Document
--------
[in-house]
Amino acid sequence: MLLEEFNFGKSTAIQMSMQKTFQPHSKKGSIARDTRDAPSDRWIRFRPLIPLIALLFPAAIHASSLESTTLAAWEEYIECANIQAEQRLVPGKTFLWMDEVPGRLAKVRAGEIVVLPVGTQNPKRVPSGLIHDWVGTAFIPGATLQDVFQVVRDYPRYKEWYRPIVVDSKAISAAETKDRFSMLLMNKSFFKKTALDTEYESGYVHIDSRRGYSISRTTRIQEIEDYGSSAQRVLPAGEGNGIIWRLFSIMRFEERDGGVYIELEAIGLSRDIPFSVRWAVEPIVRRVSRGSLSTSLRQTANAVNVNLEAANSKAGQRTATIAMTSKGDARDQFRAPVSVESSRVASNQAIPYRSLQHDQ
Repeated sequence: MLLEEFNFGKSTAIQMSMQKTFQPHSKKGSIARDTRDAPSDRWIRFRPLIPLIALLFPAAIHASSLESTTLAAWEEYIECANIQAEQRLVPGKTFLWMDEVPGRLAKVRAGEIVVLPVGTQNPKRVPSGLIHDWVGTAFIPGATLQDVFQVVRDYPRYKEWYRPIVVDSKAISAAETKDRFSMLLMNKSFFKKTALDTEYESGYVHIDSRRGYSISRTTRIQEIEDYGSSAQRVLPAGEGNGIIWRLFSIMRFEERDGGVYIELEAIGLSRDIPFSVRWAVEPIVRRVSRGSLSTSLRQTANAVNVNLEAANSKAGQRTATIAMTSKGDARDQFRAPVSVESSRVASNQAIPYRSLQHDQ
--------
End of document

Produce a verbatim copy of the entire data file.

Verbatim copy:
[in-house]
Amino acid sequence: MLLEEFNFGKSTAIQMSMQKTFQPHSKKGSIARDTRDAPSDRWIRFRPLIPLIALLFPAAIHASSLESTTLAAWEEYIECANIQAEQRLVPGKTFLWMDEVPGRLAKVRAGEIVVLPVGTQNPKRVPSGLIHDWVGTAFIPGATLQDVFQVVRDYPRYKEWYRPIVVDSKAISAAETKDRFSMLLMNKSFFKKTALDTEYESGYVHIDSRRGYSISRTTRIQEIEDYGSSAQRVLPAGEGNGIIWRLFSIMRFEERDGGVYIELEAIGLSRDIPFSVRWAVEPIVRRVSRGSLSTSLRQTANAVNVNLEAANSKAGQRTATIAMTSKGDARDQFRAPVSVESSRVASNQAIPYRSLQHDQ
Repeated sequence: MLLEEFNFGKSTAIQMSMQKTFQPHSKKGSIARDTRDAPSDRWIRFRPLIPLIALLFPAAIHASSLESTTLAAWEEYIECANIQAEQRLVPGKTFLWMDEVPGRLAKVRAGEIVVLPVGTQNPKRVPSGLIHDWVGTAFIPGATLQDVFQVVRDYPRYKEWYRPIVVDSKAISAAETKDRFSMLLMNKSFFKKTALDTEYESGYVHIDSRRGYSISRTTRIQEIEDYGSSAQRVLPAGEGNGIIWRLFSIMRFEERDGGVYIELEAIGLSRDIPFSVRWAVEPIVRRVSRGSLSTSLRQTANAVNVNLEAANSKAGQRTATIAMTSKGDARDQFRAPVSVESSRVASNQAIPYRSLQHDQ